Aug 14, 2013
11:35 AMConnecticut Politics
Danbury Mayor Boughton: Democrats ‘Scared’ as He Weighs Bid for Governor
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The headline on the statement read, “Mark Boughton: Out of Touch with Connecticut’s Middle Class,” and it began by saying, “Republican Mayor Mark Boughton says he’s to be Connecticut's next Governor, but a look at his record tells different story.” DiNardo went on: “Mr. Boughton is strikingly similar to his fellow Republican candidates, Sen. McKinney and Tom Foley, when it comes to opposing issues that matter to the vast majority of people in Connecticut. To name just two examples, Mr. Boughton is steadfastly against a modest increase in the state's minimum wage, an increase that will benefit Connecticut's hard-working families.”
GOP State Senate leader John P. McKinney has announced his intention to run for governor, and Foley, the businessman and former U.S. Ambassador to Ireland who lost to Malloy in the last election by roughly 6,000 votes, is expected to run again.
As for the minimum wage opposition, Boughton addressed it at the news conference Wednesday. When he voted against pushing it to $6.70 in April 2000, he said he was motivated not by an attempt to deprive Connecticut workers of a living wage but by concern for the possible effect on teens. Teaching high school social studies at the time, Boughton said he was worried that higher wages would tempt teens to work more hours. “I saw what part-time work was doing to our students,” he said. Whatever the debate was in 2000, Connecticut’s current minimum wage is $8.25.
DiNardo’s rebuke, “And somewhat surprisingly, he’s against a woman’s right to choose,” didn’t come up Wednesday, which was not surprising, as those parsing the potential candidacy say Boughton will take the stance that the laws on the issue are well-established and otherwise leave the topic alone.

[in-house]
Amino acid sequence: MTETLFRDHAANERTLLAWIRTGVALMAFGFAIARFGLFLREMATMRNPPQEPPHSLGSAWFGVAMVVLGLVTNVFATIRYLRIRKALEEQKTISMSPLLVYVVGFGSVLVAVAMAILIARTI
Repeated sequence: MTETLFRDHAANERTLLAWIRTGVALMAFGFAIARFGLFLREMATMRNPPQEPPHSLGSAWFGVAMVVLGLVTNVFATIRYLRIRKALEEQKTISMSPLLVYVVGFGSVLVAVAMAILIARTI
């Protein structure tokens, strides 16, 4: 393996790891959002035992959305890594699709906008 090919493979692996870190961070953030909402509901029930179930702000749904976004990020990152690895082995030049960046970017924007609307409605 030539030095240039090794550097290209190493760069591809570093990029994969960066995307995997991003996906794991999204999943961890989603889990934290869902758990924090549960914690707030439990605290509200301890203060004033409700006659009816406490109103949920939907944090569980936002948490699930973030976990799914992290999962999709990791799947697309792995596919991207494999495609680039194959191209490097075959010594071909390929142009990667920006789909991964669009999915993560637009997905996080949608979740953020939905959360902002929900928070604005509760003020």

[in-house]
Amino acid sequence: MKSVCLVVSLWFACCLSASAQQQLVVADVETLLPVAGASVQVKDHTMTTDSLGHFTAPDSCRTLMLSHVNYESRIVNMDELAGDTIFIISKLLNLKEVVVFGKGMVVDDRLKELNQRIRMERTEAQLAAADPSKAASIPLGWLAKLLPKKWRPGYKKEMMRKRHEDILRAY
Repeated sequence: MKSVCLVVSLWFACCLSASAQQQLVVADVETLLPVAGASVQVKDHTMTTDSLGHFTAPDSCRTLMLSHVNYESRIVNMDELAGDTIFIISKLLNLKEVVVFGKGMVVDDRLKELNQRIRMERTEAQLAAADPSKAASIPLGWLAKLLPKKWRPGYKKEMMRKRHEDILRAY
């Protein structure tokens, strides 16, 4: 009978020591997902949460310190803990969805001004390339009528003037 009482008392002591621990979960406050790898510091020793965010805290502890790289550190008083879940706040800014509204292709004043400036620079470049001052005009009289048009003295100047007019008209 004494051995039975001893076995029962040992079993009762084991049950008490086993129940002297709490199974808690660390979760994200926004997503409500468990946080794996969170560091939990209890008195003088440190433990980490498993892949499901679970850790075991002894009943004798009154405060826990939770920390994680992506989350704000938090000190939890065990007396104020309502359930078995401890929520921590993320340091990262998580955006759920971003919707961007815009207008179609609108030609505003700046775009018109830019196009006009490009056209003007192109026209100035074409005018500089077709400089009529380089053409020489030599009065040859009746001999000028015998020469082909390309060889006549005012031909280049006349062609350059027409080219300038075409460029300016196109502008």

“One last note, and an important one,” DiNardo said. “Before Mr. Boughton takes credit for what he claims are his Danbury accomplishments, he should acknowledge the significant increases Danbury received in education and other local funding over the past few years, thanks to Gov. Malloy and the Democrats who supported his budget. Governor Malloy increased education aid to Danbury by 40 percent over Governor Rell’s administration while also doubling Danbury’s road aid.” Boughton vowed in response to quantify his leadership on guiding Danbury to the promising position it holds today.
Back to the idea of Democrats being “scared,” what Boughton said was specifically in response to Democrats attacking him before he even announced the formation of exploratory committee that may or may not result in a run for governor.
“It says that they’re scared, right? That’s a good thing,” he said, before going on Wednesday to elaborate that a slow, careful, formal process will play out before any declaration that he’s formally in. One thing for certain, he won’t run again for lieutenant governor, as he did in 2000, joining the gubernatorial ticket of then-Lt. Gov. Michael Fedele. He lost the GOP primary to Foley, and Boughton became Foley’s running mate in the nearly successful campaign.
“Right now we have to do our homework,” Boughton said, stressing, “I’m only a candidate right now for one office.” That office is mayor of Danbury. The decision on a run for governor won’t come until after the November election, which casts the idea of Boughton running simultaneously for two offices in a different light.
Boughton said in a statement handed out to the media Wednesday that he will make his decision "based on my assessment of the Republican Party’s ability to field a conservative candidate best equipped to defeat Dan Malloy by relating to and appealing to a broad spectrum of Connecticut voters.”
However that plays out, the GOP’s high regard for Boughton was also made clear in the statement, in which Connecticut Republican party chairman Jerry Labriola, Jr. praised Boughton, saying, “A tireless campaigner who throughout his career has been a steadfast champion of the Republican Party and conservative values, Mark would be a candidate who can relate to middle class voters struggling under the many failures of the Malloy administration.”